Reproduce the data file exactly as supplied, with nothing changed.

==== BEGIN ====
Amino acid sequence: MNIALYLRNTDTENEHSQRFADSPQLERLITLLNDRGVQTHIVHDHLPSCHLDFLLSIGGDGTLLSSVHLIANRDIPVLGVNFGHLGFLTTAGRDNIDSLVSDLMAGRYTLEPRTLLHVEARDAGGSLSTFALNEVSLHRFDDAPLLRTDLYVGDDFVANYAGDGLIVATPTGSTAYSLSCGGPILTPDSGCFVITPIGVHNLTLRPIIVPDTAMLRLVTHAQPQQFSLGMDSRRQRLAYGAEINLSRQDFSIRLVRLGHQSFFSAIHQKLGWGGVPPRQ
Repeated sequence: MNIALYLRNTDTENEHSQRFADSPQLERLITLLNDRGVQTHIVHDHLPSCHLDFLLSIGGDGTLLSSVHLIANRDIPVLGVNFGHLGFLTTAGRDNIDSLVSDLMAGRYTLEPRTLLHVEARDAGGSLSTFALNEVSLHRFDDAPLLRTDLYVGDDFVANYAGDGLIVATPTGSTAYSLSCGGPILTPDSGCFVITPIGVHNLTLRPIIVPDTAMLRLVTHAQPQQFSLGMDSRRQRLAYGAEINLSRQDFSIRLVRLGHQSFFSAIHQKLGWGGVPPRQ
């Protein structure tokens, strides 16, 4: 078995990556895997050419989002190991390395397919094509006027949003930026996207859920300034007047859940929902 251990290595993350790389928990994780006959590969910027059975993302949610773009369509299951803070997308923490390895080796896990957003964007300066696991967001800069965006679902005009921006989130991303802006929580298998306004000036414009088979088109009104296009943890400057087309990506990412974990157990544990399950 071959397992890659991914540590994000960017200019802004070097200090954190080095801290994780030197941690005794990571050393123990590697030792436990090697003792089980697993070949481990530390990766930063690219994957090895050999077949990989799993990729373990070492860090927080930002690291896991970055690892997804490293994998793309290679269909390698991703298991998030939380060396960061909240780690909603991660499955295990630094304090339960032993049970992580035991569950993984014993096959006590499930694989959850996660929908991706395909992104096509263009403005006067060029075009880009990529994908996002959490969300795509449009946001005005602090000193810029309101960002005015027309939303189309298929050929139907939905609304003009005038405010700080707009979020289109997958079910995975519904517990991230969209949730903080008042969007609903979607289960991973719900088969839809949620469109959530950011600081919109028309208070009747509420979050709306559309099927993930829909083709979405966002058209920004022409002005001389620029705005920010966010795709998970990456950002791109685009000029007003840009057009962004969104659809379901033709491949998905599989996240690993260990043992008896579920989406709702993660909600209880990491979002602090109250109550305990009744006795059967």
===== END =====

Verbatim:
Amino acid sequence: MNIALYLRNTDTENEHSQRFADSPQLERLITLLNDRGVQTHIVHDHLPSCHLDFLLSIGGDGTLLSSVHLIANRDIPVLGVNFGHLGFLTTAGRDNIDSLVSDLMAGRYTLEPRTLLHVEARDAGGSLSTFALNEVSLHRFDDAPLLRTDLYVGDDFVANYAGDGLIVATPTGSTAYSLSCGGPILTPDSGCFVITPIGVHNLTLRPIIVPDTAMLRLVTHAQPQQFSLGMDSRRQRLAYGAEINLSRQDFSIRLVRLGHQSFFSAIHQKLGWGGVPPRQ
Repeated sequence: MNIALYLRNTDTENEHSQRFADSPQLERLITLLNDRGVQTHIVHDHLPSCHLDFLLSIGGDGTLLSSVHLIANRDIPVLGVNFGHLGFLTTAGRDNIDSLVSDLMAGRYTLEPRTLLHVEARDAGGSLSTFALNEVSLHRFDDAPLLRTDLYVGDDFVANYAGDGLIVATPTGSTAYSLSCGGPILTPDSGCFVITPIGVHNLTLRPIIVPDTAMLRLVTHAQPQQFSLGMDSRRQRLAYGAEINLSRQDFSIRLVRLGHQSFFSAIHQKLGWGGVPPRQ
């Protein structure tokens, strides 16, 4: 078995990556895997050419989002190991390395397919094509006027949003930026996207859920300034007047859940929902 251990290595993350790389928990994780006959590969910027059975993302949610773009369509299951803070997308923490390895080796896990957003964007300066696991967001800069965006679902005009921006989130991303802006929580298998306004000036414009088979088109009104296009943890400057087309990506990412974990157990544990399950 071959397992890659991914540590994000960017200019802004070097200090954190080095801290994780030197941690005794990571050393123990590697030792436990090697003792089980697993070949481990530390990766930063690219994957090895050999077949990989799993990729373990070492860090927080930002690291896991970055690892997804490293994998793309290679269909390698991703298991998030939380060396960061909240780690909603991660499955295990630094304090339960032993049970992580035991569950993984014993096959006590499930694989959850996660929908991706395909992104096509263009403005006067060029075009880009990529994908996002959490969300795509449009946001005005602090000193810029309101960002005015027309939303189309298929050929139907939905609304003009005038405010700080707009979020289109997958079910995975519904517990991230969209949730903080008042969007609903979607289960991973719900088969839809949620469109959530950011600081919109028309208070009747509420979050709306559309099927993930829909083709979405966002058209920004022409002005001389620029705005920010966010795709998970990456950002791109685009000029007003840009057009962004969104659809379901033709491949998905599989996240690993260990043992008896579920989406709702993660909600209880990491979002602090109250109550305990009744006795059967």